Expert in X-ray Quantum Optics04/13/2022
Adriana Pálffy-Buß has been appointed to the new W2 professorship for Theoretical Quantum Information and Quantum Optics of the Cluster of Excellence ct.qmat. She is an expert in the new research field of X-ray quantum optics.
Adriana Pálffy-Buß has been appointed to the new W2 professorship for Theoretical Quantum Information and Quantum Optics of the Cluster of Excellence ct.qmat - Complexity and Topology in Quantum Matter. The professorship was newly established at Julius-Maximilians-Universität (JMU) Würzburg. Pálffy-Buß is an expert in the new research field of X-ray quantum optics, which uses extremely short-wave X-ray radiation instead of visible light to study the tiniest particles. This could become relevant for non-destructive imaging techniques and makes a decisive contribution to basic research in quantum physics. To highlight the importance of quantum physics and technologies, the first global World Quantum Day will be celebrated on 14 April 2022.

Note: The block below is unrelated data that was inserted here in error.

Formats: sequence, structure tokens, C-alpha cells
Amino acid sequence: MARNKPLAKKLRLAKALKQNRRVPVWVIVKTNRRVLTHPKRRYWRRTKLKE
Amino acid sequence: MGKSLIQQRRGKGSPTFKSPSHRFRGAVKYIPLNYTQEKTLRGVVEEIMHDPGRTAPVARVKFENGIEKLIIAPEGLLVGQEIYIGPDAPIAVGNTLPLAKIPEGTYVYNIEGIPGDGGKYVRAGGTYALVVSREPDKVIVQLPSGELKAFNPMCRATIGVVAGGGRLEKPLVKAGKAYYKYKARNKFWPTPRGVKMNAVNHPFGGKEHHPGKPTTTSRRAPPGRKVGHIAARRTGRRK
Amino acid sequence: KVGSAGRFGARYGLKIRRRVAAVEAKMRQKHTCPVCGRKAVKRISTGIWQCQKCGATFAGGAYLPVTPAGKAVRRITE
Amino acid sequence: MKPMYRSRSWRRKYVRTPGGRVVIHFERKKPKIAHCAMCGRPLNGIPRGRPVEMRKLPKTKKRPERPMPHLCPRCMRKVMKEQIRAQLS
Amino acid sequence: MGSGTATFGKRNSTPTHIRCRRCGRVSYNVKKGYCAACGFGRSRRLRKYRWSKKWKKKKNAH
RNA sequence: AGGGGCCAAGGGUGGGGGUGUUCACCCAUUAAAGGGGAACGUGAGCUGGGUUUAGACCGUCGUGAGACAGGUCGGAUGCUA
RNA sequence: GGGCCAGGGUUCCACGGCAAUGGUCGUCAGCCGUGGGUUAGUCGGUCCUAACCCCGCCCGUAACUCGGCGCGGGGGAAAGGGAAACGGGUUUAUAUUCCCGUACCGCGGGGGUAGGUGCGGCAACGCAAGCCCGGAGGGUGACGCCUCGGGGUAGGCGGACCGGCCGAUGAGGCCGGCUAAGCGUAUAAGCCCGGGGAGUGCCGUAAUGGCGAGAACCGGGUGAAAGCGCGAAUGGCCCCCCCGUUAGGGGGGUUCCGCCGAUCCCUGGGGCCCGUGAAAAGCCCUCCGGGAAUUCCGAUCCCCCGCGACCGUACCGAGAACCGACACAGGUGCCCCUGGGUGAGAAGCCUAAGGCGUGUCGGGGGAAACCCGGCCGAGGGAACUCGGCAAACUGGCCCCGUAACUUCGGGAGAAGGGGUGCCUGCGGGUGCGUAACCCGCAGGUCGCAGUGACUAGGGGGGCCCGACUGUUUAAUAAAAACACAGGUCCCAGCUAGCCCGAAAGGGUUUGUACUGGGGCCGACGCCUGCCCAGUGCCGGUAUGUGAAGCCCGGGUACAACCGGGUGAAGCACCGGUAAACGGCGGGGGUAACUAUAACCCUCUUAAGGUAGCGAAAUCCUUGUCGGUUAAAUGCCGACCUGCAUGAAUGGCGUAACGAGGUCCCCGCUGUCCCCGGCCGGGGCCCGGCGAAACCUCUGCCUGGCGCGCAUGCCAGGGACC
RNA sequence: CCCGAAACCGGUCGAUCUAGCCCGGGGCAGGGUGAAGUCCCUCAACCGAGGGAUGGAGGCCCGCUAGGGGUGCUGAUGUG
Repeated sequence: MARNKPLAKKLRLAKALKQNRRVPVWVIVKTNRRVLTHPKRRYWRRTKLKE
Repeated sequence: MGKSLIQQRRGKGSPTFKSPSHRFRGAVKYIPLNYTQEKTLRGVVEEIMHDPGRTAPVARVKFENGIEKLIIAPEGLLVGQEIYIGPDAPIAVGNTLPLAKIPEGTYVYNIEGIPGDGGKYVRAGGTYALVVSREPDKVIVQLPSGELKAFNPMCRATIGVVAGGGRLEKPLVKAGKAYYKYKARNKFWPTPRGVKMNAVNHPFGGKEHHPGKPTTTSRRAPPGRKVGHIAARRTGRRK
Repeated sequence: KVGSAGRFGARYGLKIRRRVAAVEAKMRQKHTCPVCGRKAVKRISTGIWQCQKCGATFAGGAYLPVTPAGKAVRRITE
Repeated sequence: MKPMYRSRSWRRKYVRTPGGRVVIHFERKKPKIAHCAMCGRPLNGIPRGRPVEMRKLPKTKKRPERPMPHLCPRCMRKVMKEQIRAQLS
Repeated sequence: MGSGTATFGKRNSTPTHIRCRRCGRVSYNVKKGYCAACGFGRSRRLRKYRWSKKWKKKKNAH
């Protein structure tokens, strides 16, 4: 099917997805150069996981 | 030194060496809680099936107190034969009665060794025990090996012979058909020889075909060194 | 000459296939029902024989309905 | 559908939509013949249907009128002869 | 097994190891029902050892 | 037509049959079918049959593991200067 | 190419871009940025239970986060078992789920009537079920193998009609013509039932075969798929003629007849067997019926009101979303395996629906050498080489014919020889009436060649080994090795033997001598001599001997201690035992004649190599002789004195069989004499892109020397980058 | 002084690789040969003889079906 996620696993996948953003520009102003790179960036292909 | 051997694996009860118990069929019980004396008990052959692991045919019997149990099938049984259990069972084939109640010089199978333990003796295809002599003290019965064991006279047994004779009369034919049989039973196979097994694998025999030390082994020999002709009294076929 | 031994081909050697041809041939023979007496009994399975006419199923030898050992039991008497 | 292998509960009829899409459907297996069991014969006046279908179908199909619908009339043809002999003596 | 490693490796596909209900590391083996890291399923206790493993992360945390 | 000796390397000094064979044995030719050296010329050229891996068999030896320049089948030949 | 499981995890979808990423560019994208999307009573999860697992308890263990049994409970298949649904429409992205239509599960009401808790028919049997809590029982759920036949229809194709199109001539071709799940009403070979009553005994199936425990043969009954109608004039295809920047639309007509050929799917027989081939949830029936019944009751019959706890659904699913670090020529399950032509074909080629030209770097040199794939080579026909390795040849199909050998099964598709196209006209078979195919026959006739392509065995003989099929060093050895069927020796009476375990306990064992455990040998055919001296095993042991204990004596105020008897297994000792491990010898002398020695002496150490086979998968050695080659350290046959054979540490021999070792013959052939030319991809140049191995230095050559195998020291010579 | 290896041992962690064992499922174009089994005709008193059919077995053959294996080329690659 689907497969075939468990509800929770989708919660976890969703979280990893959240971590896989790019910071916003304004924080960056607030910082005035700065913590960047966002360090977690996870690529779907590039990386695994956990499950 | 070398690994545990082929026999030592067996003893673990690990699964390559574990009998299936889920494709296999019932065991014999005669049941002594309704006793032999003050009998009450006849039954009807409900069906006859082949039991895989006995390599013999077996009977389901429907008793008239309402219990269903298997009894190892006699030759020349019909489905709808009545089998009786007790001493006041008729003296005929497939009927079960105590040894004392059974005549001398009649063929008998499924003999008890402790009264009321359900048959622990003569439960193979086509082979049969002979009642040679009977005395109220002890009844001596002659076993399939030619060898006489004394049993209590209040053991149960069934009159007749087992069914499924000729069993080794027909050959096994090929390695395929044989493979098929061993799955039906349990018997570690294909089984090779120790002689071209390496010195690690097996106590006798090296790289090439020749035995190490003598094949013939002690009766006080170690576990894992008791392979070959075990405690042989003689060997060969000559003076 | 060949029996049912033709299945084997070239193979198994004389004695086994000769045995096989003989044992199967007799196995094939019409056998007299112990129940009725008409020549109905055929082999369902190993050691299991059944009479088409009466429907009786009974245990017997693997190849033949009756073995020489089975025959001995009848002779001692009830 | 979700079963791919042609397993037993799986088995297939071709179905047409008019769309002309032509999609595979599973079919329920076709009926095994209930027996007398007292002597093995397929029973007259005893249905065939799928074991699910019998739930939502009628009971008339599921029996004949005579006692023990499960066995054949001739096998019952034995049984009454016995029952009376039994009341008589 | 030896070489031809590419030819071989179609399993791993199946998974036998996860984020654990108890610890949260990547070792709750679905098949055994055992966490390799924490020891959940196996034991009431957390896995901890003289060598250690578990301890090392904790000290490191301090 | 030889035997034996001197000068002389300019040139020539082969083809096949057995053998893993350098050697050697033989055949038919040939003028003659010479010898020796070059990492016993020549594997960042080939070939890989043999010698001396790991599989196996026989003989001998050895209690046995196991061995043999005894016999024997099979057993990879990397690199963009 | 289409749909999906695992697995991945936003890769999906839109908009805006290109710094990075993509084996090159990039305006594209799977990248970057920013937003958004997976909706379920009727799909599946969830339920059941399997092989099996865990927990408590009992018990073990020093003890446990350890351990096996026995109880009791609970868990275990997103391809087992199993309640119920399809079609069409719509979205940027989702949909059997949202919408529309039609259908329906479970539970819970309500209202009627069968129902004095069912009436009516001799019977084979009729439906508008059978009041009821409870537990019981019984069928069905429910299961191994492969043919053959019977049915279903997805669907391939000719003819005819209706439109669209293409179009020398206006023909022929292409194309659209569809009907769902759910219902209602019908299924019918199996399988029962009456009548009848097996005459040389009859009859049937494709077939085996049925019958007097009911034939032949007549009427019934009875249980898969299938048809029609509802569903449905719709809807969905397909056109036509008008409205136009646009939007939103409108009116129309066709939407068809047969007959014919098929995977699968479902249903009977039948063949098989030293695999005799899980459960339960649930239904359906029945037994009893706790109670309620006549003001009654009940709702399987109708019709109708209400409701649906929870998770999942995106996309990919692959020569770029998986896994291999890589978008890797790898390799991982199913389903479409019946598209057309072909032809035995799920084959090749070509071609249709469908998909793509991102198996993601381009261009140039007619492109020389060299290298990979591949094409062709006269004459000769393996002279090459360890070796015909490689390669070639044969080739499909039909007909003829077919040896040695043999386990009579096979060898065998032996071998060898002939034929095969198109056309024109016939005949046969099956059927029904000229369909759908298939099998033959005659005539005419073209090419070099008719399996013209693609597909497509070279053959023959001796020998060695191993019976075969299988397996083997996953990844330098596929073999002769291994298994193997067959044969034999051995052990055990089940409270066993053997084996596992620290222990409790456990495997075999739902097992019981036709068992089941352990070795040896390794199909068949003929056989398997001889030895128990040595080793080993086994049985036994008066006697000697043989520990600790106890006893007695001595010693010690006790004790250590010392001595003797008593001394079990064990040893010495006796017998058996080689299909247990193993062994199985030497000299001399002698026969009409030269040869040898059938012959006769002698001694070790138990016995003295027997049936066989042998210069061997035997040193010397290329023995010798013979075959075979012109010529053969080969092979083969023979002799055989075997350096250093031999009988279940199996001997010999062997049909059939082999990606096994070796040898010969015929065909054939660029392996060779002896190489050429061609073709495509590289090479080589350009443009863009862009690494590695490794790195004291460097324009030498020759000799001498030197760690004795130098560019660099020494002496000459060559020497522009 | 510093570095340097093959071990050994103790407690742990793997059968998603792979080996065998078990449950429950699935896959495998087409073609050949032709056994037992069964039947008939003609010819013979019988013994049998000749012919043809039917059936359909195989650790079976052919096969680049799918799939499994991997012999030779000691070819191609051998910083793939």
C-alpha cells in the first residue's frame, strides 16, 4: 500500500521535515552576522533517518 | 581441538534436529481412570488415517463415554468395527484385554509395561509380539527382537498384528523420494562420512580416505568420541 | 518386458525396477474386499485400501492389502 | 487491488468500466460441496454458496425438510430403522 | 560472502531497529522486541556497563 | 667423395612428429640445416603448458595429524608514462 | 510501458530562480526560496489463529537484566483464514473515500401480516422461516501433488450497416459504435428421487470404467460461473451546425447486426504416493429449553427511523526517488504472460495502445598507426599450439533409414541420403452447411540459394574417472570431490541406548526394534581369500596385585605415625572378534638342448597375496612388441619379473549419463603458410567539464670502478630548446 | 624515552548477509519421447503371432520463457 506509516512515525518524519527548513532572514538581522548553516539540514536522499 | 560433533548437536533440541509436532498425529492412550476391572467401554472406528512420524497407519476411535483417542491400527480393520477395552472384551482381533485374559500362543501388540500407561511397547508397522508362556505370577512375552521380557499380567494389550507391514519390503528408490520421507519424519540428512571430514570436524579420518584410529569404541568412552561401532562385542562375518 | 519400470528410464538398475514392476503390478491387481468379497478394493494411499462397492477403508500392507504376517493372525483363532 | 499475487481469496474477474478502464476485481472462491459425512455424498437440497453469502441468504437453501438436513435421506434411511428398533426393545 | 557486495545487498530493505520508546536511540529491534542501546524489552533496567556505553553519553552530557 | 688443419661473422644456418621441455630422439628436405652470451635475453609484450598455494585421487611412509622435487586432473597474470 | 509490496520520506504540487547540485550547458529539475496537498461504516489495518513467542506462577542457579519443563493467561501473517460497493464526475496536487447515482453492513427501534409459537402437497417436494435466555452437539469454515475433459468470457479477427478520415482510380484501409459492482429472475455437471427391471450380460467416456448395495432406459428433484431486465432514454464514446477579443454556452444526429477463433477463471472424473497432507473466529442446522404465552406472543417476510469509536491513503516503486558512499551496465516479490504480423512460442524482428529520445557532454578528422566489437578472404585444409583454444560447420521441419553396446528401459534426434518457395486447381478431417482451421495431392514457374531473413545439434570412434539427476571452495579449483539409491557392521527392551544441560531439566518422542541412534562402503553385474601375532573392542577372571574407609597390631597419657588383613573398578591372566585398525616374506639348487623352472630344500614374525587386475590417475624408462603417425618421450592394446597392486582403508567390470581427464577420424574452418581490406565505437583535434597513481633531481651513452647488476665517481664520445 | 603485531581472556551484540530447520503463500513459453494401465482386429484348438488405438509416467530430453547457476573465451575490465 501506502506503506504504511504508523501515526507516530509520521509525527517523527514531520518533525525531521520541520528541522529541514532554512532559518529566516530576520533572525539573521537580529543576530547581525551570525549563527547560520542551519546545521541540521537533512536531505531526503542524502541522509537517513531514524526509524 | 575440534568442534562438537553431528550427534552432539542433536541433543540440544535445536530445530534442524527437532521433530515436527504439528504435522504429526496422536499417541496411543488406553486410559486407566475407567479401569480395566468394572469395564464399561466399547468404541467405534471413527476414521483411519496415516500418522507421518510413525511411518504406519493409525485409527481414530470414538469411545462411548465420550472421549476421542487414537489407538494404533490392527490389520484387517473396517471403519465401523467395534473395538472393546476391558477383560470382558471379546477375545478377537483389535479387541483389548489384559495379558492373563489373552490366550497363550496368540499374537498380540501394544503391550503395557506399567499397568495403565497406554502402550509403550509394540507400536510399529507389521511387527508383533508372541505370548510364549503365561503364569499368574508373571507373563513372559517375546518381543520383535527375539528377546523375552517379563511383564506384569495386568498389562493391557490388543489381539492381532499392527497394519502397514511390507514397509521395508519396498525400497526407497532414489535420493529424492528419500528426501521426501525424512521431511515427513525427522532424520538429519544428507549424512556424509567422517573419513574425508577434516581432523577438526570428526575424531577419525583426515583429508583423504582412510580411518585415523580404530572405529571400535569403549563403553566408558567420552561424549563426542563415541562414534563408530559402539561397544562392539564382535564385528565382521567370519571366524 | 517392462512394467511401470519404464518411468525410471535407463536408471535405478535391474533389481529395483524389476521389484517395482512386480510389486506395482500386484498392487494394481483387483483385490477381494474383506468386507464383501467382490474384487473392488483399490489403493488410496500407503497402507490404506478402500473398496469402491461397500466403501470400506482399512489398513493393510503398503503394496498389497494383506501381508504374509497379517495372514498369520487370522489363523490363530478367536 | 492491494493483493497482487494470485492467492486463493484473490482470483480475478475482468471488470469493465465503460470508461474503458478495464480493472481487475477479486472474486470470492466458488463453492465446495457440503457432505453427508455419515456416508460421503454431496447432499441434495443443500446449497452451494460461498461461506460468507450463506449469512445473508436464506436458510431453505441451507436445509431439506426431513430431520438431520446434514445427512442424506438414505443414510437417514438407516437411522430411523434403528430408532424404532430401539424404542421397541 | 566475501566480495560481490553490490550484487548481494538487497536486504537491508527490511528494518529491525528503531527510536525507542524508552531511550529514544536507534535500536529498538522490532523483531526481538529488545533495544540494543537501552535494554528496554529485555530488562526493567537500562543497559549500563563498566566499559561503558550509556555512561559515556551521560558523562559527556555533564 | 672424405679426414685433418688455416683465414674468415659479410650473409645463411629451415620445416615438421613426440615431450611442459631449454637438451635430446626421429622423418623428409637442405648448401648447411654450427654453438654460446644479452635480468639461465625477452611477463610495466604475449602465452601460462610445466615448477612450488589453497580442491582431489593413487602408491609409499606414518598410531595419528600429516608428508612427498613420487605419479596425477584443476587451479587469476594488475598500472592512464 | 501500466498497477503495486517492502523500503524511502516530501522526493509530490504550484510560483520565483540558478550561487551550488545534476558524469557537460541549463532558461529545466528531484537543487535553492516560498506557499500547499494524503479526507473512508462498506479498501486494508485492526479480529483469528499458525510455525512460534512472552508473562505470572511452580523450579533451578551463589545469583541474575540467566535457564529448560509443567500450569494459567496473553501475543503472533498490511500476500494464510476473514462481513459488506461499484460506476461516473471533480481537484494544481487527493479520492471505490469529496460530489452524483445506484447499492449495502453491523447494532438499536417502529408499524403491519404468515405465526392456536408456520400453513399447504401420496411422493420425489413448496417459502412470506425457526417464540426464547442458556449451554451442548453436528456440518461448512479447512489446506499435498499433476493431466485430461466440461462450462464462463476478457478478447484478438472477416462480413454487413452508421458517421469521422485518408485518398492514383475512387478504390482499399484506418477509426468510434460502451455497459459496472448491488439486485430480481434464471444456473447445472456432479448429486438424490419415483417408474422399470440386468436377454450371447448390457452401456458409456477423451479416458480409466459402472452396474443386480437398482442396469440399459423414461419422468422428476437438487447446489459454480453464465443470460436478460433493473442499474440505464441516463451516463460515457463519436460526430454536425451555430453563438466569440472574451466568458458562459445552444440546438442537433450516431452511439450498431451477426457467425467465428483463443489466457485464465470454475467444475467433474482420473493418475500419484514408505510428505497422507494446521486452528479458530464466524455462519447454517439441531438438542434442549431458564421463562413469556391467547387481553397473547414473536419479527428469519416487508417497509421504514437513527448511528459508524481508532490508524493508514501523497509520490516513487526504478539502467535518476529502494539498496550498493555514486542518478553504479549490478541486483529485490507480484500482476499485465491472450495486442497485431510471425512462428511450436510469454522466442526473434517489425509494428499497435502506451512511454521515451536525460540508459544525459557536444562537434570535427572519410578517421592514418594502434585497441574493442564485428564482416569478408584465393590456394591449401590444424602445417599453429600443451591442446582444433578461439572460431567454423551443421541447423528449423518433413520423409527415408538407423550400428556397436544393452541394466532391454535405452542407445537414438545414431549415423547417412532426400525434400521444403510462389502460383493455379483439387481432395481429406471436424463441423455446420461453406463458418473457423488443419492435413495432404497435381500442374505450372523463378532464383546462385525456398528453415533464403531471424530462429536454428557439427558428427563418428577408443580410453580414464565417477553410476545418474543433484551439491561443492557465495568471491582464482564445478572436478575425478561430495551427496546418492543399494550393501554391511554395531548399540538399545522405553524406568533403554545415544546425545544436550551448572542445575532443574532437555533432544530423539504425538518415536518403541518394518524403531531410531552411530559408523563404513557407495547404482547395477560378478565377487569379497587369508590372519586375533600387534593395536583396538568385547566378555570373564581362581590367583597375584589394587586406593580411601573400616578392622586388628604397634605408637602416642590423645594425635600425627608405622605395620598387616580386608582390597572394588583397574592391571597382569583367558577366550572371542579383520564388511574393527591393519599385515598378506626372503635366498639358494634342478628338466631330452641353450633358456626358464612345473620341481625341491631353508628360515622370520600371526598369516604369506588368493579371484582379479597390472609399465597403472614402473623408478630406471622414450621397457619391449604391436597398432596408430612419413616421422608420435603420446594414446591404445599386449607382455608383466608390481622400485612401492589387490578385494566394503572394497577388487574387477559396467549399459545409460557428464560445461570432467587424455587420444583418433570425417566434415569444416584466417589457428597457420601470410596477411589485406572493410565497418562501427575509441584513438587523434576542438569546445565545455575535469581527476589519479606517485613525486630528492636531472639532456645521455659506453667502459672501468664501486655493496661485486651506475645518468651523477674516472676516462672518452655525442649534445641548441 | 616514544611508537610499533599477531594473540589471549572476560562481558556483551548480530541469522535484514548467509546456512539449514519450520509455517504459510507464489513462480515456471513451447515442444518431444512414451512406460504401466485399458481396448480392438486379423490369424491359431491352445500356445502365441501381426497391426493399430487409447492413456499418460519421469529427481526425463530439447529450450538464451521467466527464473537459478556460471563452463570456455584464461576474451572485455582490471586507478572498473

Fast photons for data transmission
Until now, digital information has been transmitted by comparatively slow electrons flowing in semiconductors. A research approach of the Cluster of Excellence ct.qmat is dedicated to the possibility of using much faster photons - i.e. light particles - instead. So far, the Würzburg quantum optics experts of ct.qmat have focused on the interaction of light and electrons. Electrons are small particles that form the shell of atomic nuclei. In information transmission, every material - whether chip, internet cable or sensor - in turn consists of regularly arranged atoms, the "atomic lattice". For their experiments, the researchers use visible light with wavelengths between 0.4 and 0.8 micrometers. The quantum effects that result from the interaction between the photons and these materials or their atomic lattices are the focus of interest of the Würzburg-Dresden Cluster of Excellence ct.qmat.